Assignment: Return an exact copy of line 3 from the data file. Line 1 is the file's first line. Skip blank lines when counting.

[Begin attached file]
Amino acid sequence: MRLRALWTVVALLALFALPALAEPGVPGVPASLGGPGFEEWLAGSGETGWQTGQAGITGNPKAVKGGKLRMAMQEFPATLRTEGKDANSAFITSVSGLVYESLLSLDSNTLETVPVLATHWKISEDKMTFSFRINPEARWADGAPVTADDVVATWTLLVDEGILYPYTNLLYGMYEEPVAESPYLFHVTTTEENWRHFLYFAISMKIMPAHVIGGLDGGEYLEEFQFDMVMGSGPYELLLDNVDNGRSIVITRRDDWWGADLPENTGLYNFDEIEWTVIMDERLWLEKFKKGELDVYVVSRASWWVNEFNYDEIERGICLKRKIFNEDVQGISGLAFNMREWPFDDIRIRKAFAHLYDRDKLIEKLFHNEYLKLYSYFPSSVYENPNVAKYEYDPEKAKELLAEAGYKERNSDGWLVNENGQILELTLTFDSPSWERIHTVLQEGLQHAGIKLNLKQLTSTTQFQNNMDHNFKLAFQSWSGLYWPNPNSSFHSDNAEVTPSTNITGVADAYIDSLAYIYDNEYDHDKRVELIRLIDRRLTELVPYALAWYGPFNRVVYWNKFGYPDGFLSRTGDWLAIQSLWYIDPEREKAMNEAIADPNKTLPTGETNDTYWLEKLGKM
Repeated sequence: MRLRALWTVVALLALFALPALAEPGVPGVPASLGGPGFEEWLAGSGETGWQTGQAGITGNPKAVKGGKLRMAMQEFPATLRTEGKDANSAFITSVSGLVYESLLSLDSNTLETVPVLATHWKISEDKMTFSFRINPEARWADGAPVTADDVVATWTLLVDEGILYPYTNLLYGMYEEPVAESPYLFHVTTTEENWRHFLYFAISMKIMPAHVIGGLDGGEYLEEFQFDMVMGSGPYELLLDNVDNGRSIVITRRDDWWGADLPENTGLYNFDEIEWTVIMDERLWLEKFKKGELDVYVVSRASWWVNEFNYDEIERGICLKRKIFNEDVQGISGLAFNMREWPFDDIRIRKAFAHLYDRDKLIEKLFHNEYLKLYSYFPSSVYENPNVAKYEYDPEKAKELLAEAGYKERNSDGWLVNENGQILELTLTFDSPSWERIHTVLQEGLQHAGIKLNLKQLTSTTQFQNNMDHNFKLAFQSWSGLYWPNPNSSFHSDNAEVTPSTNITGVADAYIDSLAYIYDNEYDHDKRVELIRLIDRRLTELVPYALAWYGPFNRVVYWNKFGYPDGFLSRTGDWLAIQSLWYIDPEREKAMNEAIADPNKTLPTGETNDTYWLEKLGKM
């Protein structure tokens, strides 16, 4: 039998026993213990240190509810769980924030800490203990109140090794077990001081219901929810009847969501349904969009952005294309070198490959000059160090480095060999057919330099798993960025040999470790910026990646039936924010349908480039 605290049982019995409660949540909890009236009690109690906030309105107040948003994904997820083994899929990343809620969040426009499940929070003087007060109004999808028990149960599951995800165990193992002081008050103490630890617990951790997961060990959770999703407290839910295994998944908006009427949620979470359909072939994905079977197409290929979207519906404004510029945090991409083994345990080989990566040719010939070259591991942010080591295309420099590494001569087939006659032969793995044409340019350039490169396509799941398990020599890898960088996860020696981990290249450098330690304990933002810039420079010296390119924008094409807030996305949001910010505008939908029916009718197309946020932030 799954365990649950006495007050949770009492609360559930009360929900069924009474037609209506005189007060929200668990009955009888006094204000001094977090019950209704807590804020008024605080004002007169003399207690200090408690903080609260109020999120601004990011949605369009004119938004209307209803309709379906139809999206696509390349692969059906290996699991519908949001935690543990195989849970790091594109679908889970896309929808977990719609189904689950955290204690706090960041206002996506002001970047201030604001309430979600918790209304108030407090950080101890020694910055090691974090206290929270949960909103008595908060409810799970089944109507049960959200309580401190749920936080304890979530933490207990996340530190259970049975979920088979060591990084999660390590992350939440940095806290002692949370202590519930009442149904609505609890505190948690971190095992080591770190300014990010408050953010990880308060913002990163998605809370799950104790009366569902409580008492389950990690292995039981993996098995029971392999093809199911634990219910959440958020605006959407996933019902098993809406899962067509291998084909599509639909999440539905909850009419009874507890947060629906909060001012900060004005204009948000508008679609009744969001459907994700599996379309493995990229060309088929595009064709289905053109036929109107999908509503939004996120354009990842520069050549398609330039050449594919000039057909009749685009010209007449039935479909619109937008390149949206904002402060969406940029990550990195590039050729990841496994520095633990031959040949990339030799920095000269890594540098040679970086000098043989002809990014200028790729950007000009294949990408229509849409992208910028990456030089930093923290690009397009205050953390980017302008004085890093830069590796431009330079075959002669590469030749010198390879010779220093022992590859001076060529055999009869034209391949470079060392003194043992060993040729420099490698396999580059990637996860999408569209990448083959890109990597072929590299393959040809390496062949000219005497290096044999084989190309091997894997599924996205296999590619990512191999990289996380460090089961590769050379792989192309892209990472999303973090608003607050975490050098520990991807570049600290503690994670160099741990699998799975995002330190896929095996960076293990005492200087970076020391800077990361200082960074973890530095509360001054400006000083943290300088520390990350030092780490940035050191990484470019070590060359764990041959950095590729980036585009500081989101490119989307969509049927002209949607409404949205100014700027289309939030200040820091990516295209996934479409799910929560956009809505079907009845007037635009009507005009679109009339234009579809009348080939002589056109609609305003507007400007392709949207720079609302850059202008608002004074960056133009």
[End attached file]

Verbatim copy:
């Protein structure tokens, strides 16, 4: 039998026993213990240190509810769980924030800490203990109140090794077990001081219901929810009847969501349904969009952005294309070198490959000059160090480095060999057919330099798993960025040999470790910026990646039936924010349908480039 605290049982019995409660949540909890009236009690109690906030309105107040948003994904997820083994899929990343809620969040426009499940929070003087007060109004999808028990149960599951995800165990193992002081008050103490630890617990951790997961060990959770999703407290839910295994998944908006009427949620979470359909072939994905079977197409290929979207519906404004510029945090991409083994345990080989990566040719010939070259591991942010080591295309420099590494001569087939006659032969793995044409340019350039490169396509799941398990020599890898960088996860020696981990290249450098330690304990933002810039420079010296390119924008094409807030996305949001910010505008939908029916009718197309946020932030 799954365990649950006495007050949770009492609360559930009360929900069924009474037609209506005189007060929200668990009955009888006094204000001094977090019950209704807590804020008024605080004002007169003399207690200090408690903080609260109020999120601004990011949605369009004119938004209307209803309709379906139809999206696509390349692969059906290996699991519908949001935690543990195989849970790091594109679908889970896309929808977990719609189904689950955290204690706090960041206002996506002001970047201030604001309430979600918790209304108030407090950080101890020694910055090691974090206290929270949960909103008595908060409810799970089944109507049960959200309580401190749920936080304890979530933490207990996340530190259970049975979920088979060591990084999660390590992350939440940095806290002692949370202590519930009442149904609505609890505190948690971190095992080591770190300014990010408050953010990880308060913002990163998605809370799950104790009366569902409580008492389950990690292995039981993996098995029971392999093809199911634990219910959440958020605006959407996933019902098993809406899962067509291998084909599509639909999440539905909850009419009874507890947060629906909060001012900060004005204009948000508008679609009744969001459907994700599996379309493995990229060309088929595009064709289905053109036929109107999908509503939004996120354009990842520069050549398609330039050449594919000039057909009749685009010209007449039935479909619109937008390149949206904002402060969406940029990550990195590039050729990841496994520095633990031959040949990339030799920095000269890594540098040679970086000098043989002809990014200028790729950007000009294949990408229509849409992208910028990456030089930093923290690009397009205050953390980017302008004085890093830069590796431009330079075959002669590469030749010198390879010779220093022992590859001076060529055999009869034209391949470079060392003194043992060993040729420099490698396999580059990637996860999408569209990448083959890109990597072929590299393959040809390496062949000219005497290096044999084989190309091997894997599924996205296999590619990512191999990289996380460090089961590769050379792989192309892209990472999303973090608003607050975490050098520990991807570049600290503690994670160099741990699998799975995002330190896929095996960076293990005492200087970076020391800077990361200082960074973890530095509360001054400006000083943290300088520390990350030092780490940035050191990484470019070590060359764990041959950095590729980036585009500081989101490119989307969509049927002209949607409404949205100014700027289309939030200040820091990516295209996934479409799910929560956009809505079907009845007037635009009507005009679109009339234009579809009348080939002589056109609609305003507007400007392709949207720079609302850059202008608002004074960056133009």